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|Title:||Progression of retinal ganglion cell loss observed as a result of anterior segment dysgenesis following conditional deletion of activating protein-2 in cranial neural crest cells|
|Keywords:||Eye;Glaucoma;Anterior segment dysgenesis;Experimental model;Activating protein-2beta;Müller cells;Intraocular pressure;Aqueous humor|
|Abstract:||Our lab has shown that conditionally disrupting the tcfap2beta gene, responsible for the activating protein-2beta (AP-2beta) transcription factor, exclusively in the craniofacial neural crest cells, leads to anterior segment dysgenesis. Subsequent loss of the corneal endothelium results in the adherence of the iris to the corneal stroma, causing closure of the iridocorneal angle. The activating protein-2beta neural crest cell knockout (AP-2beta NCC KO) model involves a complete blockage of the both the conventional (through the trabecular meshwork) and non-conventional (uveoscleral) pathways for aqueous humor drainage, and therefore it could be used as a powerful experimental model for glaucoma. As shown by our previous work, elevated intraocular pressure (IOP) and a 35% decrease in the number of cells in the retinal ganglion cell (RGC) layer was observed in AP-2beta NCC KO mice by 2 months; 6 to 11 months sooner than other reported mouse models of glaucoma. These observations suggested that the AP-2beta NCC KO mouse could be a novel and cost-effective experimental model for glaucoma if the RGC loss occurred progressively rather than due to a congenital defect. The purpose of this research project was to investigate how the retinal ganglion cell layer and macroglial activity changes with respect to age in the AP-2beta NCC KO mutant through immunofluorescence. Specifically, it was investigated whether the loss of RGCs was progressive and due to the increased IOP caused by the blockage of the uveoscleral drainage pathway. A significant decrease in the number of RGCs was observed between P4 and P10 in the retinal periphery of both WT and AP-2beta NCC KO mice (p<0.05), which is indicative of the programmed cell death that occurs due to retinal pruning during development. No statistical difference between WT and AP-2beta NCC KO mice phenotypes was observed at postnatal day 4 (P4), suggesting that no developmental defect resulted in the significant loss of RGCs at 2 months. In all other time points investigated, while no statistical difference was found between WT and the AP-2 NCC KO mutant, a clear downward trend was present in the AP-2 NCC KO mutant retinal ganglion cell layer from P10 to P40. There was also an expression of glial fibrillary acidic protein (GFAP) by Müller cells, indicating the presence of neuroinflammation at P35 and P40. This substantiates the potential P42 starting point of neurodegeneration our lab previously observed. This was further corroborated with Müller cell-associated expression of GFAP at P35 and P40 exclusively in the AP-2beta NCC KO mouse. Overall, we have shown that the retinal damage observed in our AP-2beta NCC KO mouse is not due to a developmental defect, but rather occurs over time. Thus, this mouse model, which appears to block both the conventional and unconventional uveoscleral pathways, has a profound effect on aqueous humor drainage. As a result, the model requires relatively little time to observe an increase in IOP and subsequent RGC loss. Our findings suggest that the AP-2beta NCC KO mouse can be a novel, powerful, and extremely cost-effective experimental model for glaucoma.|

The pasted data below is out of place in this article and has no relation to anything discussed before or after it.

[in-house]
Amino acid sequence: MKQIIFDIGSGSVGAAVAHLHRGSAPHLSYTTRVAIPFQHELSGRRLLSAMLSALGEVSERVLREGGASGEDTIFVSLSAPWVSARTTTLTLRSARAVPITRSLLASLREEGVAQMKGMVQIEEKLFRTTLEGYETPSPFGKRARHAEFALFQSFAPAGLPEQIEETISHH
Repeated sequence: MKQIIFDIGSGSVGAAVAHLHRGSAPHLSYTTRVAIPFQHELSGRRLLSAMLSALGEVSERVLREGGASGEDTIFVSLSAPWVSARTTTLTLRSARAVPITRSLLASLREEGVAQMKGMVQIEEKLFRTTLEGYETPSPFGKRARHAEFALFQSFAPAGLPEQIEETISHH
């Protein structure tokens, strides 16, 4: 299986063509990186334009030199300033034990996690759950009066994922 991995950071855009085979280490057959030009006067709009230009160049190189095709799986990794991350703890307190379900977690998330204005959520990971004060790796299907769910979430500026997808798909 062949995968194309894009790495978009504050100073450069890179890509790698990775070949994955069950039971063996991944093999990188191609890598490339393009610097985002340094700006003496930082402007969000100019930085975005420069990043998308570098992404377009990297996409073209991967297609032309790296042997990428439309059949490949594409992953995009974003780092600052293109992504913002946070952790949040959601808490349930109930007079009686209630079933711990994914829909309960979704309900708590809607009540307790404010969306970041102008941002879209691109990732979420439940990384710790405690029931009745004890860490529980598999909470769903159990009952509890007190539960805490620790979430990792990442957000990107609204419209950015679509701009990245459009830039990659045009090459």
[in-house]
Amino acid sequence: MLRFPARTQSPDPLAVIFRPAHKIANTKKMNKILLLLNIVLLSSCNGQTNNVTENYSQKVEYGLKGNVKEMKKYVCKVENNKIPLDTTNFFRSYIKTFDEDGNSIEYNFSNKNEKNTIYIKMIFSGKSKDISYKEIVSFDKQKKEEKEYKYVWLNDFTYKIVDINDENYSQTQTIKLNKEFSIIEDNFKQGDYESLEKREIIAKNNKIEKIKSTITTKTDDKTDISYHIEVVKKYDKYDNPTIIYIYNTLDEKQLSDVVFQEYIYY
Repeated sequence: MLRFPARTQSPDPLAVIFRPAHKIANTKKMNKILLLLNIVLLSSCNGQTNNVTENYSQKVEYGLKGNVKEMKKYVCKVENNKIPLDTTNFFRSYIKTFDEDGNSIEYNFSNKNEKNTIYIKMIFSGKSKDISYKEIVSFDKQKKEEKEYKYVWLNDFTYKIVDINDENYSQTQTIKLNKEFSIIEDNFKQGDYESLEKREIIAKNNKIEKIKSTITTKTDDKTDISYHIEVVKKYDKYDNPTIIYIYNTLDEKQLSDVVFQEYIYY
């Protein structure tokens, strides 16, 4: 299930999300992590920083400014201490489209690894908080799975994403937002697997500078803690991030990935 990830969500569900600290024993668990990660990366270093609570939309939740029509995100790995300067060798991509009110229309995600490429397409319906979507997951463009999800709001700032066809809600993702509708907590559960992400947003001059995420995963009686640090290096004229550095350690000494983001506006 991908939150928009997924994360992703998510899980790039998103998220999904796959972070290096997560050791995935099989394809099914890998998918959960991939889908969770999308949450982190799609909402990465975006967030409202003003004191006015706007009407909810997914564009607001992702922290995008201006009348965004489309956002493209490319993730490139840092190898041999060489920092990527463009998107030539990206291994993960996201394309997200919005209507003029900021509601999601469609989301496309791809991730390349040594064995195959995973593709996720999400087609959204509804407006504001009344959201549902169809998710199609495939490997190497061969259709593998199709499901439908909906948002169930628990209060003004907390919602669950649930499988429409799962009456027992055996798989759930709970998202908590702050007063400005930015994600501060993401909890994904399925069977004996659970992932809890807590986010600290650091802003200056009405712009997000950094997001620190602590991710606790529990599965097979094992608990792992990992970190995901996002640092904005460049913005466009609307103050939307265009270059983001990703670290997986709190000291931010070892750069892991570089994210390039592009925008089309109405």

|Appears in Collections:||Open Access Dissertations and Theses|
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